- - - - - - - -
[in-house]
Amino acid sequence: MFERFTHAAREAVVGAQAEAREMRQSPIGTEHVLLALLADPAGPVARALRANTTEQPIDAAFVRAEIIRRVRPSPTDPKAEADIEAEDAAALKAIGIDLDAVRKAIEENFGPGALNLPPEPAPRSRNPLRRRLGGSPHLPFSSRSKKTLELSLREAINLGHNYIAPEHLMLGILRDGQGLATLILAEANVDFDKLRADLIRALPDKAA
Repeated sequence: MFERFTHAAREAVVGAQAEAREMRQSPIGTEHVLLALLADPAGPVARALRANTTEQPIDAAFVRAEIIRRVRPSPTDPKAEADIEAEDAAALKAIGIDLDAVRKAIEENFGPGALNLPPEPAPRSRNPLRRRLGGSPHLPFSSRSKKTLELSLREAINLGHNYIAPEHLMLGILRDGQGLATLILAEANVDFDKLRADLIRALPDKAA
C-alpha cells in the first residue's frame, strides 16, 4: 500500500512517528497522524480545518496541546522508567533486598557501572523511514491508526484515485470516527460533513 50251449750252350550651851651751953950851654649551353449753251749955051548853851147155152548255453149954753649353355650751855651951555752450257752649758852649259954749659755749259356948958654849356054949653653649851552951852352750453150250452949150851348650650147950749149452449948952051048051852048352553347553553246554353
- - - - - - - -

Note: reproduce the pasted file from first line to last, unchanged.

[in-house]
Amino acid sequence: MFERFTHAAREAVVGAQAEAREMRQSPIGTEHVLLALLADPAGPVARALRANTTEQPIDAAFVRAEIIRRVRPSPTDPKAEADIEAEDAAALKAIGIDLDAVRKAIEENFGPGALNLPPEPAPRSRNPLRRRLGGSPHLPFSSRSKKTLELSLREAINLGHNYIAPEHLMLGILRDGQGLATLILAEANVDFDKLRADLIRALPDKAA
Repeated sequence: MFERFTHAAREAVVGAQAEAREMRQSPIGTEHVLLALLADPAGPVARALRANTTEQPIDAAFVRAEIIRRVRPSPTDPKAEADIEAEDAAALKAIGIDLDAVRKAIEENFGPGALNLPPEPAPRSRNPLRRRLGGSPHLPFSSRSKKTLELSLREAINLGHNYIAPEHLMLGILRDGQGLATLILAEANVDFDKLRADLIRALPDKAA
C-alpha cells in the first residue's frame, strides 16, 4: 500500500512517528497522524480545518496541546522508567533486598557501572523511514491508526484515485470516527460533513 50251449750252350550651851651751953950851654649551353449753251749955051548853851147155152548255453149954753649353355650751855651951555752450257752649758852649259954749659755749259356948958654849356054949653653649851552951852352750453150250452949150851348650650147950749149452449948952051048051852048352553347553553246554353